Schools of Knowledge

BC faculty contribute to a new book touting the success of Catholic
schools in the US and Great Britain

By Sandra Howe
Staff Writer

Catholic schools effectively educate disadvantaged students and are increasingly used as models by officials looking to improve the caliber of public education in America, according a new book that includes three Boston College faculty members as co-authors.

American and British scholars examine the assets of Catholic schools in both countries in The Contemporary Catholic School: Context, Identity and Diversity . Representing a variety of disciplinary backgrounds and viewpoints, the authors tackle some of the central questions facing Catholic schools today and provide a means to look at the future of Catholic schools intelligently.

Asst. Prof. Joseph O'Keefe, SJ (SOE), contributed to and co-edited the book. "Catholic schools have always been committed to providing educational opportunities to children who are marginal students or immigrants and this is part of the historical legacy I would like to see continue." (Photo by Lee Pellegrini)





The Contemporary Catholic School includes chapters by Margaret O'Brien Flatley Professor of Catholic Theology David Hollenbach, SJ, Prof. Thomas Groome (Theology) and Asst. Prof. Joseph O'Keefe, SJ (SOE). Fr. O'Keefe co-edited the book, which was inspired by a 1993 conference he helped organize, and Boston College co-sponsored, at Cambridge University in England.

While Catholic schools in Britain and America may have important distinctions, the contributors note, one feature they hold in common is proficiency in educating economically and socially disadvantaged students.

"Catholic schools have always been committed to providing educational opportunities to children who are marginal students or immigrants and this is part of the historical legacy I would like to see continue," said Fr. O'Keefe.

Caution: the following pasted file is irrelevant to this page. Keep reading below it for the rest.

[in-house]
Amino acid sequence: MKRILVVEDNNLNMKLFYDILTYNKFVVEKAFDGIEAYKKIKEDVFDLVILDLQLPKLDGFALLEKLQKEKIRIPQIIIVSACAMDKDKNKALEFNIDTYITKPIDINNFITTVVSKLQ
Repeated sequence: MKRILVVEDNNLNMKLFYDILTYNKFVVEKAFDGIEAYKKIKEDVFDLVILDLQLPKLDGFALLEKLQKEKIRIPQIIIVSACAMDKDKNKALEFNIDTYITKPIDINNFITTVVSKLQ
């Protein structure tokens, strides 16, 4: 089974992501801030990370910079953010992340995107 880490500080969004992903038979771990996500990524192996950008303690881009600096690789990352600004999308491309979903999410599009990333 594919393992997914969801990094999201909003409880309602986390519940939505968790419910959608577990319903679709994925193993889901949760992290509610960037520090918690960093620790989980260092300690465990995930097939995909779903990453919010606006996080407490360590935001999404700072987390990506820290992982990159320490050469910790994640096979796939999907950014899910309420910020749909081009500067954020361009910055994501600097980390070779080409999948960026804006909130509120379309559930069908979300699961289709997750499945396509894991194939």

British and American Catholic schools offer a valuable comparison, Fr. O'Keefe said, because they share similar histories - both drew upon massive Irish immigrant populations, for example - yet have evolved in significantly different ways. He noted that Catholic schools in Britain enjoy considerable support from public funds, while those in the US do not. Although the US does not link public education and religion, he pointed out, American Catholic schools are spared from potential government interference.

The book contends that Catholic schools - British or American - show how religious tradition plays a unifying role in education, Fr. O'Keefe said, and can contribute to the common good of larger society. In his chapter, Fr. Hollenbach says that Catholic schools are strengthened by the Catholic tradition, which espouses openness to people from diverse backgrounds and the commitment to serious academic preparation. Groome agrees that Catholic schools foster an environment which reflects Catholicism's strong emphasis on the "communal" nature of human existence.

"We are working from a 2,000-year-old tradition which has been inclusive of people from many different socio-economic backgrounds," said Fr. Hollenbach, "and has played an important role in enhancing economic prospects for a considerable number of poor people in the United States."

In the same way Catholicism has reached out to the less fortunate, Fr. O'Keefe said, Catholic schools have built a tradition of educating underprivileged children. But financially related closings of many Catholic schools in urban areas have been devastating, he said, because it leaves low-income families with few educational options for their children.

Fr. O'Keefe said the book is not meant to denigrate public education, because Catholic and public schools "can learn from one another and both should be strongly endorsed." Some aspects of Catholic schools appeal to public educators, however, like site-based management and the expression of explicit values, he said. Many public schools now facing fiscal constraints also are looking at how US Catholic schools have continued offering quality education despite constant financial struggles.

Catholic schools have traditionally held close ties with community programs like Catholic Charities, added Fr. O'Keefe, and public schools are beginning to develop similar bonds because they realize they cannot exist in isolation from other institutions - social service or health care agencies, for example - in the community.

"Given the needs of today's children, Catholic and public schools need to work together on both sides of the globe to provide the best education possible for today's youth," he said.

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